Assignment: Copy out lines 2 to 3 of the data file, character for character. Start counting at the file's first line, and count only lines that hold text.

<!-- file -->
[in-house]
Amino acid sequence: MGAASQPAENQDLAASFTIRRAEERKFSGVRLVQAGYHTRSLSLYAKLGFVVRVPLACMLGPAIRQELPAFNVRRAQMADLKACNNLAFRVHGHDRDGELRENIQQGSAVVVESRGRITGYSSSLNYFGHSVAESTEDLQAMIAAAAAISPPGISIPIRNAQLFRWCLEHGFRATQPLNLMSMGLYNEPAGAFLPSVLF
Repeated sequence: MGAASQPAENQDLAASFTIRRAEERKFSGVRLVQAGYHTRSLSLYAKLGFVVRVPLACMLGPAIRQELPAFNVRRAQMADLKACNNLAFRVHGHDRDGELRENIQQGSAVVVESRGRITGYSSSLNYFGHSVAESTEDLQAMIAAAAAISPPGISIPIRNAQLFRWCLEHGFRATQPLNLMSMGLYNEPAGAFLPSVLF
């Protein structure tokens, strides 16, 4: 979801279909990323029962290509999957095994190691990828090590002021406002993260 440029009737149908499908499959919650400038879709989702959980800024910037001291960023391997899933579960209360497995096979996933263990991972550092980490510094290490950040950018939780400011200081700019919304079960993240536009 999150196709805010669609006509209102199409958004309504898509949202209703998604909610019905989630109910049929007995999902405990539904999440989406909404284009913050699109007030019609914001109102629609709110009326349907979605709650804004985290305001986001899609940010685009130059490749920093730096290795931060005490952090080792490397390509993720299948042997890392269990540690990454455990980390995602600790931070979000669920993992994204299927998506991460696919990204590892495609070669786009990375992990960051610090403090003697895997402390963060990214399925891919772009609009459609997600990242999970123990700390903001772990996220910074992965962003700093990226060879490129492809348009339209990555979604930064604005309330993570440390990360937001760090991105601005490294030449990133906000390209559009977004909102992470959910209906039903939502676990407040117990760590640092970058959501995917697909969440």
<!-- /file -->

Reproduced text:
Amino acid sequence: MGAASQPAENQDLAASFTIRRAEERKFSGVRLVQAGYHTRSLSLYAKLGFVVRVPLACMLGPAIRQELPAFNVRRAQMADLKACNNLAFRVHGHDRDGELRENIQQGSAVVVESRGRITGYSSSLNYFGHSVAESTEDLQAMIAAAAAISPPGISIPIRNAQLFRWCLEHGFRATQPLNLMSMGLYNEPAGAFLPSVLF
Repeated sequence: MGAASQPAENQDLAASFTIRRAEERKFSGVRLVQAGYHTRSLSLYAKLGFVVRVPLACMLGPAIRQELPAFNVRRAQMADLKACNNLAFRVHGHDRDGELRENIQQGSAVVVESRGRITGYSSSLNYFGHSVAESTEDLQAMIAAAAAISPPGISIPIRNAQLFRWCLEHGFRATQPLNLMSMGLYNEPAGAFLPSVLF